And we were off! We started off at rate 40, which we have done in training. What we did not do however was relax the rate and settle as we normally do, sure we went down to 35 at some point but then straight back up to 40 despite poor Julia’s calls to slow the slide down. It was probably a combination of the glucose, adrenaline and the whistles telling us we were close and gaining still. There was this unanimous, unspoken decision to keep the rate up and give it everything and when we found out we had bumped the atmosphere within the boat was indescribable.
What will stay with me was the Newnham College passing by, and we cheered them on, call it all girls solidarity if you will. They smiled and pushed on… into another boat. For some reason the Newnham cox didn’t ask to hold up until it was too late and the cox of the other boat, and stroke received a smack to the head with a blade. It was incredibly tense but all seemed to be okay afterwards. I will also never forget discovering the tree tradition, it just adds a touch of fun (and foliage in hair that refuses to come out) to the whole event.
I can only hope that the next bumps is just as successful or, should it not be, that we row with the same amazing quality, focus and determination that we did on Wednesday, as I had not felt anything like it this term… perhaps it was Dame Barbara’s lucky bear and its magical powers.
Elodie Burton, 7
Bumps began for W2 on an unusually sunny February afternoon – some say it was warmer here than in Morocco, but I wouldn’t go that far. There was excitement, nerves and apprehension in the air as the majority of the crew faced their first ever bumps campaign. The more experienced members of the crew shared their wisdom with the less experienced as we prepared ourselves for the afternoon of pain that was to come.
As we marshalled we took the time to fill up on Haribo and jelly babies, a well-known recipe for success. The journey to the start line was focused until our practice start drove us straight towards the bank. We recovered and another start settled us and brought back our confidence in that we knew what we were doing.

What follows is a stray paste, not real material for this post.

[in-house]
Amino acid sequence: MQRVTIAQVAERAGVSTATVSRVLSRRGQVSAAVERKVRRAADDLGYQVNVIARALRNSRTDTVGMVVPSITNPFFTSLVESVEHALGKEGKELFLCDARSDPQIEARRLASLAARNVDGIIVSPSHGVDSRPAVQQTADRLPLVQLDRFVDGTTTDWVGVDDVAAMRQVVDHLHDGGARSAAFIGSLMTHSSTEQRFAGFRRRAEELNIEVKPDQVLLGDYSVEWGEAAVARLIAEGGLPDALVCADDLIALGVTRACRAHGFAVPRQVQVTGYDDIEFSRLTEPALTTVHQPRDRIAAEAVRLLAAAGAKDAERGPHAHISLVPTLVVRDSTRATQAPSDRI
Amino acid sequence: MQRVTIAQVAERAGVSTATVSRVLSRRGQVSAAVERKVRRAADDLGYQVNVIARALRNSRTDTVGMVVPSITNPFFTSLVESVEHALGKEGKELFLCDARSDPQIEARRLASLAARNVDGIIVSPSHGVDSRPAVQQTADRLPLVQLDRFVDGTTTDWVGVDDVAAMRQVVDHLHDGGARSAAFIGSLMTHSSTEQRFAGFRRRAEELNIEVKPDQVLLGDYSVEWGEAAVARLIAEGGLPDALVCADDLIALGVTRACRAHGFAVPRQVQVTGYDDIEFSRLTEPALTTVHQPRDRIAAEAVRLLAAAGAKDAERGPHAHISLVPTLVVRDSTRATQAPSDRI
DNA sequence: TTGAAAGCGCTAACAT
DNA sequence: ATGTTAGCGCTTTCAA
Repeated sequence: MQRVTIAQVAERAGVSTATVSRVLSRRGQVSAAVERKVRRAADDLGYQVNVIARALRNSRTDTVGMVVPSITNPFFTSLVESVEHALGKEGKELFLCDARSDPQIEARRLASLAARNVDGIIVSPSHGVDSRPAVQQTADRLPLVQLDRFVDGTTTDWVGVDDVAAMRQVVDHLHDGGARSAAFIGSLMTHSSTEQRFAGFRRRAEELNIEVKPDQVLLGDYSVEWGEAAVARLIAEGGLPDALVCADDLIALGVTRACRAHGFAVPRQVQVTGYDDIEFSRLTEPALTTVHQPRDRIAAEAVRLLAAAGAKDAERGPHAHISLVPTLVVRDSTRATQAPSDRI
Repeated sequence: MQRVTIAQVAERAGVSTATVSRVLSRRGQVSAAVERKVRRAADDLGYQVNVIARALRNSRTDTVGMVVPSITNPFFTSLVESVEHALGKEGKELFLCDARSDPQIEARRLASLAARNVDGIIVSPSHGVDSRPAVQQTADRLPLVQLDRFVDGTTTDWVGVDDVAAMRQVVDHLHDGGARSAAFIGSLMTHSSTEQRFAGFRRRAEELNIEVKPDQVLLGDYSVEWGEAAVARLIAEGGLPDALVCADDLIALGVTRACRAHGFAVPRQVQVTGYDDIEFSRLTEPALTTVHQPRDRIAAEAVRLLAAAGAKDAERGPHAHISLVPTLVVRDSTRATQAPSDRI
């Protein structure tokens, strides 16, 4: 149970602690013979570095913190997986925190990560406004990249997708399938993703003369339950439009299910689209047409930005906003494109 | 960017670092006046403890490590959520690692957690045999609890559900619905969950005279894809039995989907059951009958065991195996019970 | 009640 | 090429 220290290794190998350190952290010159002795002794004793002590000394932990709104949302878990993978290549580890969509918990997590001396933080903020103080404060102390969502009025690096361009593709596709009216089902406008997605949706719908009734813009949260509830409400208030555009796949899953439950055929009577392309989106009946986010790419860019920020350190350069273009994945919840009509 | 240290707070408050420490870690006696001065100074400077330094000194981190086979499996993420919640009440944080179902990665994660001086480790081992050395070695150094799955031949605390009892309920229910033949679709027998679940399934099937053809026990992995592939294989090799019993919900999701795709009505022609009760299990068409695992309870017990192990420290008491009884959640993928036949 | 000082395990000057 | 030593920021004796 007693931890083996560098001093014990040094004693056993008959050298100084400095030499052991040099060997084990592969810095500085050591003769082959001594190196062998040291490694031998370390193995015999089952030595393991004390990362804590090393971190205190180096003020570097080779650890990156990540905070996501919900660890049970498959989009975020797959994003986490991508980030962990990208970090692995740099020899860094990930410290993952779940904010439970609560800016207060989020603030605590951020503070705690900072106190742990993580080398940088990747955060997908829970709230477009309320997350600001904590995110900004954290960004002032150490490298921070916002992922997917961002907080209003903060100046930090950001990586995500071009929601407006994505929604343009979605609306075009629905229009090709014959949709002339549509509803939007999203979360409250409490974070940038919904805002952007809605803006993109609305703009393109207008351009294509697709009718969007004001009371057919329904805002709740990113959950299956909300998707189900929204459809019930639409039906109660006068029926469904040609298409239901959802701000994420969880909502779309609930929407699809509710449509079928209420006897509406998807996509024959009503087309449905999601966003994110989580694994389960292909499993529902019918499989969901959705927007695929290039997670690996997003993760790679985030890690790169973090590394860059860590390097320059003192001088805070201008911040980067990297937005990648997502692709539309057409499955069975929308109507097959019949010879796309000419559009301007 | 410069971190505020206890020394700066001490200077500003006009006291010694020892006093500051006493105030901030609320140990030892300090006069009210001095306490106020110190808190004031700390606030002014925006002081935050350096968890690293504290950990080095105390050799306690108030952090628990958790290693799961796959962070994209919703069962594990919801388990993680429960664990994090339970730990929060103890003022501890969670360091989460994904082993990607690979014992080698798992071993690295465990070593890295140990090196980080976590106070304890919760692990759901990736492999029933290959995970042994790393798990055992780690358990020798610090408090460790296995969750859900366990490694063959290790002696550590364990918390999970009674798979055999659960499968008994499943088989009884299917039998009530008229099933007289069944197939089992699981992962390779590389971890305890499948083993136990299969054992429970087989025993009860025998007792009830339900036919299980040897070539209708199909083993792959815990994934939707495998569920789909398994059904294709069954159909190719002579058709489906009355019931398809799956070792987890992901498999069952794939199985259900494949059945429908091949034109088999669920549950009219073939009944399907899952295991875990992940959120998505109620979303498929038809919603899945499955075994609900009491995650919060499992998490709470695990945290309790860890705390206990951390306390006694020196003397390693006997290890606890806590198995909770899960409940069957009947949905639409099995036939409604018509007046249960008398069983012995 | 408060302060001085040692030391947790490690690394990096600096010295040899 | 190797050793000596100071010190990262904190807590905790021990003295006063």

When the start cannon finally went, we did what we had trained to do. We worked our way through the start sequence and finally settled to the sound of a whistle. Darwin had gained half a length on us. But we were gaining on Wolfson so that didn’t faze us and we pushed harder. Moments later some confusion went through the boat as we passed Wolfson and FaT. They had bumped out in what must have been no more than 30 seconds. A restart or a jump 10 as Robert calls it brought the focus back as we had a new target. Many of us in the boat were not aware of this new target as we were so focussed on our own boat. But this new target was Queens W2. We went through our start sequence again what felt like the hundredth power 10, which closed the gap further between us and we pulled away from Darwin. We were going for the over bump. The boat started to become unsettled as we came into their dirty water but we got the focus back and fell in line again with stroke. The sound of the Whistle and the excitement from the bank kept us powering on. Darwin were chasing us but they had failed to gain further were falling back with every stroke. One more restart and we were within one length of the over bump. We could feel the dirty water from their boat and the excitement from the bank.
Then we crossed the finish line and it was over.
We pulled into the bank and the whole boat began to realise how close we had been. We almost did what many cannot even dream of and we would have done it had the race been longer. Another minute and we would have had them.
We may not have bumped today but we know now what we can do. Tomorrow is another day…and FaT W2 better watch out!!
Taine Ranaghan, bow